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Innovative Materials

Current challenge: refinement of testing and information requirements

EU chemicals legislation imposes testing and information requirements on manufacturers and importers of chemicals. In the case of new “innovative” materials, these requirements prove overwhelming for many of those involved. In this context, BAuA puts its research into action in the interests of humans and the environment.

Model of nanospheres © Uwe Völkner, Fotoagentur FOX

Innovative materials offer numerous opportunities for the development of versatile new products and technologies. At the same time, the effects they have on humans and the environment usually have not been fully investigated. This applies in particular to novel materials that are still in the development phase.

Learning from nanomaterials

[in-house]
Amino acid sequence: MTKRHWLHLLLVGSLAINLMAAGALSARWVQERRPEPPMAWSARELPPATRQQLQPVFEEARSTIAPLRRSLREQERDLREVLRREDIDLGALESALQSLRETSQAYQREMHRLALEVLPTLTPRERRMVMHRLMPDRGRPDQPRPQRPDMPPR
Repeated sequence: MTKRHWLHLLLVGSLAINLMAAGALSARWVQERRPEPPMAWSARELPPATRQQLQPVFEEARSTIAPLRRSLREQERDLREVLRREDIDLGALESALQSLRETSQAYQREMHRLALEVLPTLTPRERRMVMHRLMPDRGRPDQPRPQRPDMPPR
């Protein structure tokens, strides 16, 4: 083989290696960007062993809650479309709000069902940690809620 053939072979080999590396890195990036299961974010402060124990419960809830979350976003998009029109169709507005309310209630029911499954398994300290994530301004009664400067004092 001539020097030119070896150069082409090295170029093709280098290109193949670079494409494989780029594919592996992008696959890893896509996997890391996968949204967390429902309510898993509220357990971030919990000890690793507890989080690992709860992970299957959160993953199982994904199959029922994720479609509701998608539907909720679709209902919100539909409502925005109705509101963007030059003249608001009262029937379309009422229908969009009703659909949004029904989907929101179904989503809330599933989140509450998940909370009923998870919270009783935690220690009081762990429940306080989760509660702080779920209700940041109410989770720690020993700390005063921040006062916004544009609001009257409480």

The results of previous safety research show that some nanomaterials release respirable particles and fibres in the workplace. These lead to health risks for workers. Three important criteria have emerged for the assessment of possible risks due to nanomaterials:

  • dust-generation behaviour, i.e. how nanomaterials generate and release airborne dusts during specific activities, as well as the nature of these dusts;
  • morphology, i.e. the shape, form and structure of the nanomaterials;
  • biopersistence, i.e. the ability of nanomaterials to dissolve in the alveolar or interstitial fluid. Biopersistence decreases as the rate of dissolution increases.

Expanding research

However, the risk of inhaling critical particles in the workplace is not restricted to nanomaterials; it can also relate to other newly developed materials. For this reason, BAuA is expanding its research and development work on the safety of nanomaterials to include other innovative materials, taking advantage of its experience in this area of research. The aim is to refine the testing and information requirements within the bounds of European chemicals legislation and to ensure they take a practicable form.

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